The International Human Rights Clinic, Human Rights Program of Harvard Law School, Global Rights, and the International Gay and Lesbian Human Rights Commission (IGLHRC) have worked together to produce this report on the status of LGBT persons in Mexico.1 The purpose of this report is to provide an evaluation of Mexico's compliance with the International Covenant on Civil and Political Rights (ICCPR) and to complement ongoing advocacy of greater protection and promotion of LGBT rights in Mexico. Mexico ratified the ICCPR on March 23, 1981 and submitted its fifth periodic state report to the Human Rights Committee in October 2009. The Human Rights Committee will evaluate this report and consider Mexico's compliance with the ICCPR in March 2010. Shadow reports submitted by non-governmental organizations (NGOs) may serve as an additional source of information for UN committee members.
Article 1 of the Mexican Constitution states that all individuals are guaranteed the protections and immunities found in the Constitution.2 It prohibits discrimination based on ethnic or national origin, gender, age, disability, social status, health condition, religious opinion, preferences of any kind, civil status or any other reason which degrades human dignity.3 The Mexican Constitution does not specifically prohibit discrimination based on sexual orientation or gender identity. However, the general ban on discrimination based on preferences of any kind may encompass discrimination based on sexual orientation.4 Despite this strong antidiscrimination norm enshrined in the Constitution, LGBT persons in Mexico face violations of their human rights based on sexual orientation and gender identity.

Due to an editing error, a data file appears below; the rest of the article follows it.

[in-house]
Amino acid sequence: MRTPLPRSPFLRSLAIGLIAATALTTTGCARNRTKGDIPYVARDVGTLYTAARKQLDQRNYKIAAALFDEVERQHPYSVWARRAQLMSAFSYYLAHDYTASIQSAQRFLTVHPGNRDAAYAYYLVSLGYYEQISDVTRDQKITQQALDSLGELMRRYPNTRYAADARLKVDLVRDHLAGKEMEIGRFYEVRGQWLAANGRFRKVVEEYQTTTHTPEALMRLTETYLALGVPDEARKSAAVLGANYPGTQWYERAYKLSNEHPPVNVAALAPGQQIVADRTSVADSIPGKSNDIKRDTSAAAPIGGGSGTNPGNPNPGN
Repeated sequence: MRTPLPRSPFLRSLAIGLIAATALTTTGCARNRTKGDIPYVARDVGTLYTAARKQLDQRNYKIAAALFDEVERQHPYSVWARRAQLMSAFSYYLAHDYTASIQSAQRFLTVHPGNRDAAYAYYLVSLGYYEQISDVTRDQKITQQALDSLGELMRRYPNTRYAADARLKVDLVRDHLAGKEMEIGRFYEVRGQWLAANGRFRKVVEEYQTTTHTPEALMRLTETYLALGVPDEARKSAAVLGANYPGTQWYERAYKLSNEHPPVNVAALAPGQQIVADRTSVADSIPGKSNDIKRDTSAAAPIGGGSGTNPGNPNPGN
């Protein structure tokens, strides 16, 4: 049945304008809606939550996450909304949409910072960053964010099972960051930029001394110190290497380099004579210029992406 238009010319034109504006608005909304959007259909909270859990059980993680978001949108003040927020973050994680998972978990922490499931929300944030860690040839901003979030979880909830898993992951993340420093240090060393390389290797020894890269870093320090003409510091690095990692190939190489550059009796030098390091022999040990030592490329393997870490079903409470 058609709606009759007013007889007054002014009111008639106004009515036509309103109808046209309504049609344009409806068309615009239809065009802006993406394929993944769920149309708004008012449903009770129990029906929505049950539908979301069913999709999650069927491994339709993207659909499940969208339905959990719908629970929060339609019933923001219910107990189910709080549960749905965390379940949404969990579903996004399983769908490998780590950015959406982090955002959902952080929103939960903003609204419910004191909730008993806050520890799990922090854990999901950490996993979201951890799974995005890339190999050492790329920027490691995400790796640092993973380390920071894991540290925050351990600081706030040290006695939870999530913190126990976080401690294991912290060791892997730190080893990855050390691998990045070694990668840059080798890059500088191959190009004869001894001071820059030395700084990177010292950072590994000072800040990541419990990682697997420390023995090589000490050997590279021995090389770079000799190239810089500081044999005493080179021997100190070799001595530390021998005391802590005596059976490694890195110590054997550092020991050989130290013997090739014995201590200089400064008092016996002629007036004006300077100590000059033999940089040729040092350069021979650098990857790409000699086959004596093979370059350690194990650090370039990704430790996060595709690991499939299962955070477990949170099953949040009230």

Mexico has recently seen increased protection of the rights of LGBT persons. On March 4th, marriage for same-sex couples will become legal in the federal capital district of Mexico City.
A federal act prohibiting discrimination on the basis of sexual orientation in employment and occupation was passed in 2003.5 This law prohibits any "distinction, exclusion or restriction" based, inter alia, on sexual orientation that "has the effect of impeding or annulling the recognition or exercise of the rights and equality of all persons."6 However, similar protections for discrimination on the basis of gender identity are not enshrined in law.